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Writing 101

Spoilers Below

Don't read this if you haven't yet watched the season finales of BATTLESTAR GALACTICA and/ or LIFE ON MARS. I've finally seen both (we are TIVO junkies, so we don't always watch shows the night they air), and... well...

BATTLESTAR GALACTICA ends with "God Did It." Looks like somebody skipped Writing 101, when you learn that a deus ex machina is a crappy way to end a story.

And now LIFE ON MARS ends with "It Was All a Dream." Curiously, I actually found that a bit more satisfying than the end of BSG. But still... really??? C'mon. Writing 101.

Oh, and while I'm at it, let me spoil the new Nicholas Cage movie, KNOWING. I actually enjoyed that one, mostly, although everyone else I know who has seen it hated it. But the ending... this time it was space angels who did it. And when the little kids starting running through the alien grass toward the glowing alien tree, I almost thought the boy was going to say, "My dad used to call me Caleb, but my real name is Adam," and then the little girl would say... oh, wait, you've seen it?

Yeah, yeah, sometimes the journey is its own reward. I certainly enjoyed much of the journey with BSG, parts of LIFE ON MARS, and even some stuff in KNOWING. But damn it, doesn't anybody know how to write an ending any more?

Writing 101, kids. Adam and Eve, God Did It, It Was All a Dream? I've seen Clarion students left stunned and bleeding for turning in stories with those endings.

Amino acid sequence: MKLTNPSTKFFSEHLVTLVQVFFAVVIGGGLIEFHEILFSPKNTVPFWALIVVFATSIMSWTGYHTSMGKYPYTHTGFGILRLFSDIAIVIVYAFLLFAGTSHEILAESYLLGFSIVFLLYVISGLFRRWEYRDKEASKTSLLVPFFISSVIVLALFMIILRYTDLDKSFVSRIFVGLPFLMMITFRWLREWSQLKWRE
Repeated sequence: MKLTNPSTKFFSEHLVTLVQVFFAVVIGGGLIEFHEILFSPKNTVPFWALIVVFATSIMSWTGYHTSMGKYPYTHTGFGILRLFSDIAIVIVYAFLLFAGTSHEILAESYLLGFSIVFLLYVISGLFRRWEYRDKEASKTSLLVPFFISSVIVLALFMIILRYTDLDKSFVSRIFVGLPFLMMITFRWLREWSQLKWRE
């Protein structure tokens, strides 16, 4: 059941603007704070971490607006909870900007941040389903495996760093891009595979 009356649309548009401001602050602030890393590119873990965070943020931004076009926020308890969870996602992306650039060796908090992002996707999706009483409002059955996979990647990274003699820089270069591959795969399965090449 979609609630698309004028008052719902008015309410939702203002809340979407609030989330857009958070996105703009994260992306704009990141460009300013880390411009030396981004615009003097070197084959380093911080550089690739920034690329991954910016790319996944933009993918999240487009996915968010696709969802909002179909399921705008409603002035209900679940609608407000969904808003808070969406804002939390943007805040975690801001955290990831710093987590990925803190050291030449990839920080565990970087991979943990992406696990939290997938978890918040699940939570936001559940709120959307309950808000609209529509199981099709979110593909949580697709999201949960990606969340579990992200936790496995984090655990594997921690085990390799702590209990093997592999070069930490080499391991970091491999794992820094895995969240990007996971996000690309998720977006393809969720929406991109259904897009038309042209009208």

(I sure hope those guys doing LOST have something better up planned for us. Though if it turns out to be They Were All Dead All Along I'm really going to be pissed).


Apr. 6th, 2009 04:47 pm (UTC)
It's not DEM, but it is lazy storytelling. Even when the faith, religious elements had been been front and centre in storylines in S1 and S2, it was still up to the characters to find their own way to salvation and freedom. The New Caprica arc is a perfect example of our heroes having to find their own way out of a problem rather than relying on God/Mystical Space Alien to do it for them.

The series finale is not inconsistent with the spiritual side of the story as presented from day one, it's simply inconsistent with the manner of storytelling and resolution they have been pursuing for that time. I was actually struck by Starbuck reminding me of a 'GM campaign-insertion character' from a roleplaying game, where the GM gets so pissed off with the other players not getting on with the story he inserts his own Gary Stu character to get them back on track. It's a bad move there (unless expertly handled with a very light touch) and it was a bad move here.


George R.R. Martin
George R. R. Martin

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